At the conclusion of the 2006 season, the Dunlop MSA British Touring Car Championship was in good shape, with ever increasing grid numbers, a strong television package, and a title fight that went to the wire at Silverstone before Matt Neal
lifted the title for the second successive season.
All-in-all, things looked good then heading into 2007….
With the BTCC embracing the Super 2000 rules found in the World Touring Car Championship, the grid looked rather different when the field assembled at Rockingham for the annual Media Day back in March. For a start, the champion had a new car as Team Halfords switched the all-conquering Honda Integra for the new Civic – although the car wasn't ready to run on the day and the team faced a race to even make sure it had two cars for the opening rounds at Brands Hatch. Team RAC had new machinery and a new driver line-up, with Tom Onslow-Cole
joining Colin Turkington
in a brace of BMW 320sis while VX Racing also had a new machine – with the Vectra replacing the Astra Sport Hatch. Indeed, of the front-runner teams, only SEAT Sport had some continuity, with Jason Plato
and Darren Turner
at the wheel of the same SEAT Leons they had used in 2006.
Elsewhere on the grid, SEAT Cupra Cup champion Mat Jackson
had made the step up with the same BMW 320si that Andy Priaulx had taken to the previous season's WTCC title, while Adam Jones
had swapped the Xero Lexus for a SEAT Toledo run by GR Asia under the Team Aircool banner. After a toe in the water entry with Dave Pinkney in 2006, Motorbase expanded to two cars, with Matt Allison
and Gareth Howell
in SEAT Toledos, while Pinkney joined forces with Richard Marsh to enter two Alfa Romeo's for the new A-Tech team. Eoin Murray, Martyn Bell, Chris Stockton
and Nick Leason all returned in S2000 machinery while two new-comers completed the S2000 brigade in the shape of BMW racers Jim Pocklington and Rick Kerry – the latter becoming the first person to enter a diesel car in the BTCC.
Although being ineligible for the outright championship, there was still a healthy group of BTC-spec cars entered, led by Mike Jordan
in the Eurotech Integra. He was joined by fellow Honda racers Simon Blanckley and John George, while Jason Hughes
and Fiona Leggate teamed up as Kartworld expanded to two cars. Turkish racer Erkut returned for a full season under the Arkas Racing banner with his Astra Sport Hatch – completing a healthy field of 26 cars entered for the campaign.
First blood on Media Day went to Vauxhall, as Giovanardi set the pace during the afternoon test session ahead of Jordan and Turkington before the field headed to Brands Hatch for the opening three races of the year…
Despite the fact that the car was completed late, and hadn't done much pre-season running, it was Turkington who claimed the first pole position of the season after edging out Plato and Turner around the short Indy Circuit – putting a BMW on pole for the first time in more than ten years. Giovanardi and Chilton were fourth and fifth, but the new Civics were down in ninth (Neal) and 14th (Gordon Shedden).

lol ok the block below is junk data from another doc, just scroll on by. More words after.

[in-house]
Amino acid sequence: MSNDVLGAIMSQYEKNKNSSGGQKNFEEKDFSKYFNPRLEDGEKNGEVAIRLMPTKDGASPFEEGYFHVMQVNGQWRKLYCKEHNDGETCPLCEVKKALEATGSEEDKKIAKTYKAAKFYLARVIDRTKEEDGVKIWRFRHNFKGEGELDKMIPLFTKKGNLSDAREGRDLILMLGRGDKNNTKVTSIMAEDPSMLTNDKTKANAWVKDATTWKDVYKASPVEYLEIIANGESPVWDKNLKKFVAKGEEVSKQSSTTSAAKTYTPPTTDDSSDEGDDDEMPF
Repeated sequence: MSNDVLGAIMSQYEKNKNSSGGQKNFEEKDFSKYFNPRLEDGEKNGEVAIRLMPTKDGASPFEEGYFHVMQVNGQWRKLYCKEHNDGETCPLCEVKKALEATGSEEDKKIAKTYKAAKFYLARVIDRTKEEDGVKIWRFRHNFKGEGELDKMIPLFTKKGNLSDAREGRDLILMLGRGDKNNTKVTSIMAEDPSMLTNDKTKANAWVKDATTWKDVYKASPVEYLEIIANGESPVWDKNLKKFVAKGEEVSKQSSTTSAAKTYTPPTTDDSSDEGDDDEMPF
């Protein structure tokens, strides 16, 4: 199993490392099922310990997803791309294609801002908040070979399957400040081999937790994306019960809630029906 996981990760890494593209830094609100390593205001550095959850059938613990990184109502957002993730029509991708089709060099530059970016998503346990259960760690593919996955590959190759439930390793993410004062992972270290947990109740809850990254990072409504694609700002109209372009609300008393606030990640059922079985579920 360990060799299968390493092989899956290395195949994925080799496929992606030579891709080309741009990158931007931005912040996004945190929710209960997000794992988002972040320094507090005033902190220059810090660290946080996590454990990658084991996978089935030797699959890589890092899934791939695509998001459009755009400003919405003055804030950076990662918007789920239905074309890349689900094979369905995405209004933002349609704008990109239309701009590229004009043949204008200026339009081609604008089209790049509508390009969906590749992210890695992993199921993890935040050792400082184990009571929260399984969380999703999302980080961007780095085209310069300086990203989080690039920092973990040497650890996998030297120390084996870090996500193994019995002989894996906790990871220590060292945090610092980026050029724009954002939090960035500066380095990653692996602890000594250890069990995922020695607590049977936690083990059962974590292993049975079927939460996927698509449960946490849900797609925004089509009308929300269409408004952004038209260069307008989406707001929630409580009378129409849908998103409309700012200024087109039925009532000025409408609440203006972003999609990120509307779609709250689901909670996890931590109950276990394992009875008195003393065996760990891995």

However, Turkington couldn't make the most of the fast-starting BMW as the opening race of the season went the way of Plato. The SEAT man jumped into the lead at the start and survived two Safety Car periods to lead the Team RAC man home to the finish, while Jackson took a fine third on his debut – although he would then be excluded for ignoring a black flag. It meant Neal inherited third ahead of Jordan, Onslow-Cole and Chilton. Giovanardi meanwhile could manage only tenth place after an incident at the start and a problem on a restart dropped him as low as 16th.
Plato repeated the feat in race two, leading Turkington from start-to-finish for his second win of the day, while Chilton put the Vectra onto the podium for the first time in third place. Turner was fourth ahead of Neal and Jones while Giovanardi was seventh after a coming together than forced Shedden to retire – the Italian taking pole for the final race once the wheel of fortune was spun.
Giovanardi couldn't convert the pole however as Neal made a demon start to race three to lead the field into Paddock Hill Bend and he managed to defend for the entire race to give Halfords a dream start to life with the Civic – although it was a win the team admitted had come against expectation. The man pushing Neal early on was Jones but he would gradually slip down the order as Giovanardi recovered from a poor start to finish second with Jackson third – this time keeping the position. Fourth for Plato, to add to his earlier wins, meant he left Brands with a nine point lead over Neal, with Turkington seven points further back. Giovanardi meanwhile was 24 points off top spot in fifth. Retirement in race three saw Turkington left second in the Indy standings behind Jones – although that would change heading to Rockingham for round two.